How to Pay Tuition When You Have Bad Credit

How To Pay Tuition When You Have Bad Credit
Mike Randall
By: Mike Randall
Updated: July 25, 2014
Our popular “How-To” series is for those who seek to improve their subprime credit rating. Our articles follow strict editorial guidelines.

We all know in today’s increasingly competitive workplace, you’ve got to have a college degree to succeed.

But with the cost of college tuition rising year after year, a four-year degree from a respected school can cost upward of $120,000 or more when all is said and done.

Being able to afford that kind of investment can be difficult under any circumstance, but it is made that much worse when you have bad credit.

Many parents with kids who are approaching college age have an additional burden thanks to our still struggling economy.

Even if they were diligent and invested in a college savings plan, some parents may have had to dip into those funds when their credit began to suffer.

Now with the college deadline looming, they’re left with the question of how to pay for tuition when they have bad credit.

This short guide is intended to show you there are still ways to pay for college tuition even if you have less than perfect credit. These are some of the alternatives to high-interest student loans from predatory lenders seeking to take advantage of desperate parents.

1. Federal student aid

Stafford loans are government-sponsored student loans that are available to almost any college student, regardless of credit history or score.

A Stafford loan comes with a relatively low interest rate and can even be interest-free while a student is attending school.

Cumulative limits for Stafford loans are currently $31,000 for dependent students and $57,500 if a student is receiving no assistance from their family.

Perkins loans are another type of federal student loan intended for students with exceptional financial needs.

A student may qualify for a Perkins loan if their Expected Family Contribution (EFC) is below a certain percentage of the cost of attendance at a particular school.

PLUS loans are federal education loans made available by the Department of Education and are given to the parents or guardians of a qualified college student.

A PLUS loan does come with a requirement of no adverse credit history. However, an eligible endorser can effectively cosign for a PLUS loan on behalf of the family.

“Many programs help families that

have gone through tough economic times.”

2. Grants and scholarships

A Pell grant is another federally-sponsored program intended for students who demonstrate a financial need.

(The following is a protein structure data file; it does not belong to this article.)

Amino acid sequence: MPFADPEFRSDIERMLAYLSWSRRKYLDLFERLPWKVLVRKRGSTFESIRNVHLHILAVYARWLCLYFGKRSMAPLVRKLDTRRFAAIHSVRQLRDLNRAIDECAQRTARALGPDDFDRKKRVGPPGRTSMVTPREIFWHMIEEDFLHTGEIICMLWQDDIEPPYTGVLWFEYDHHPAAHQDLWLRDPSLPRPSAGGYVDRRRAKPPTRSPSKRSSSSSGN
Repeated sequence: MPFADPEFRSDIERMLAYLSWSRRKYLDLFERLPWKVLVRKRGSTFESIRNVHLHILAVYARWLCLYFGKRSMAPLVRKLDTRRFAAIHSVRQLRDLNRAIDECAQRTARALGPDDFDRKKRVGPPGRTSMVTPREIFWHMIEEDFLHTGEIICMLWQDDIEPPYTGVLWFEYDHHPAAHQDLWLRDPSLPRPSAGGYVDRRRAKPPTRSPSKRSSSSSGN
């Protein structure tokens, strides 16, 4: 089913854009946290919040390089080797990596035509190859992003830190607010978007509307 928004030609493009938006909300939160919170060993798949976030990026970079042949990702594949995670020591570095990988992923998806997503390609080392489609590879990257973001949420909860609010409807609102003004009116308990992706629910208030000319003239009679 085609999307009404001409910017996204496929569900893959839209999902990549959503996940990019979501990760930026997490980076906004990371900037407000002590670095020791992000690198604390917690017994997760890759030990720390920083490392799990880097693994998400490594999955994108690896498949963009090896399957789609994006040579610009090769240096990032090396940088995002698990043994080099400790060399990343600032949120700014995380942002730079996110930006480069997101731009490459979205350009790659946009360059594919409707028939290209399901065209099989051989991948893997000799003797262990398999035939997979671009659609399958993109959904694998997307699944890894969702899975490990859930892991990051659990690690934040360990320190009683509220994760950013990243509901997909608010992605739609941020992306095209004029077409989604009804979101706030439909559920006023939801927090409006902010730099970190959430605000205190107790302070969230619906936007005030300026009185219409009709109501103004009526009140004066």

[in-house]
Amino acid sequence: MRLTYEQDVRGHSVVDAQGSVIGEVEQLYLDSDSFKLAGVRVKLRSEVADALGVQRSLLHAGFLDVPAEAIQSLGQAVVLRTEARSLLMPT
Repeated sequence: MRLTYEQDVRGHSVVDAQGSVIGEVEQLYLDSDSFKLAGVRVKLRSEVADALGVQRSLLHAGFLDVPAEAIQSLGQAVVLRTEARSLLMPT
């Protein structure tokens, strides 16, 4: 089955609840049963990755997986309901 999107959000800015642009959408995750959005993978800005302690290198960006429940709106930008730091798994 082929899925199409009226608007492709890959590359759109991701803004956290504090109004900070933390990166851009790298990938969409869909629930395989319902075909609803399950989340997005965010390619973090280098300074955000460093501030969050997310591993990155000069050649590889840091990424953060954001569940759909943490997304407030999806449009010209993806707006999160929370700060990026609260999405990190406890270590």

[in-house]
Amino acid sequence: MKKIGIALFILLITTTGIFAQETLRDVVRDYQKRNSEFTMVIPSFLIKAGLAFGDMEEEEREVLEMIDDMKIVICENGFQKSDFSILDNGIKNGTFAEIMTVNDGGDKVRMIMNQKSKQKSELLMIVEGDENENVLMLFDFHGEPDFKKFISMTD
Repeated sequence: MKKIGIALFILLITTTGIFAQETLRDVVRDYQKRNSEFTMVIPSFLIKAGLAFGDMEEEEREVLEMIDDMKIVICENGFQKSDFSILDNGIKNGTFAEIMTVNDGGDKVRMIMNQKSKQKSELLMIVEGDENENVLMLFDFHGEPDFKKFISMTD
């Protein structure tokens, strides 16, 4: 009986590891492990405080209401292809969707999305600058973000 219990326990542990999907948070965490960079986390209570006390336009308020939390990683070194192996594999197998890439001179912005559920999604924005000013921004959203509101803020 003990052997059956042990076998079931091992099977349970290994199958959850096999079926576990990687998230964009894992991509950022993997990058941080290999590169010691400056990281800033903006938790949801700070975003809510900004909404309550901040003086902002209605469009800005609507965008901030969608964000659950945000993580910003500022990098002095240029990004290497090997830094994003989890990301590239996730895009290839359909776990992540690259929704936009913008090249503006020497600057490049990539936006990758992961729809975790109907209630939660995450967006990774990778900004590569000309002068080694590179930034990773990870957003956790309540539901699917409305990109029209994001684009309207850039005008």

A Pell grant is different from the Stafford and Perkins loan programs because the money is given without the need to repay it.

This program can be especially helpful for students from families that have a modest income and can show a clear financial need.

Federal Supplemental Educational Opportunity Grants (FSEOG) come from government funding but are administered by the school the student is attending.

This is another type of program that is need-based and is usually given to students from disadvantaged financial situations. The money given from this program also is not required to be repaid.

Scholarships come from many different sources, including the government, the college or trade school a student is attending or even private organizations.

Scholarships are typically merit-based and can be given for achievements in sports, music, academic accomplishment, association with a particular group and many other qualifications.

Bad credit typically does not have any bearing on receiving a scholarship.

3. State aid programs

Students looking for education aid should ask their school’s financial aid office about state and federal programs.

Almost every state has student aid packages that include grants, scholarships, low-interest loans and other forms of financial assistance.

Some of the state-level student aid programs are intended for families with challenging financial situations and most will help even if you have bad credit.

Finding help to pay tuition when you have bad credit is not as difficult as it may seem. Many programs are intended to help families that have gone through tough economic times and are finding it difficult to afford tuition.

One of the first things you should do on this road to getting assistance with paying tuition is to fill out the Free Application for Federal Student Aid (FAFSA) and receive a Student Aid Report.

This SAR will help you to identify the programs that apply to you, and soon you’ll be on your way.

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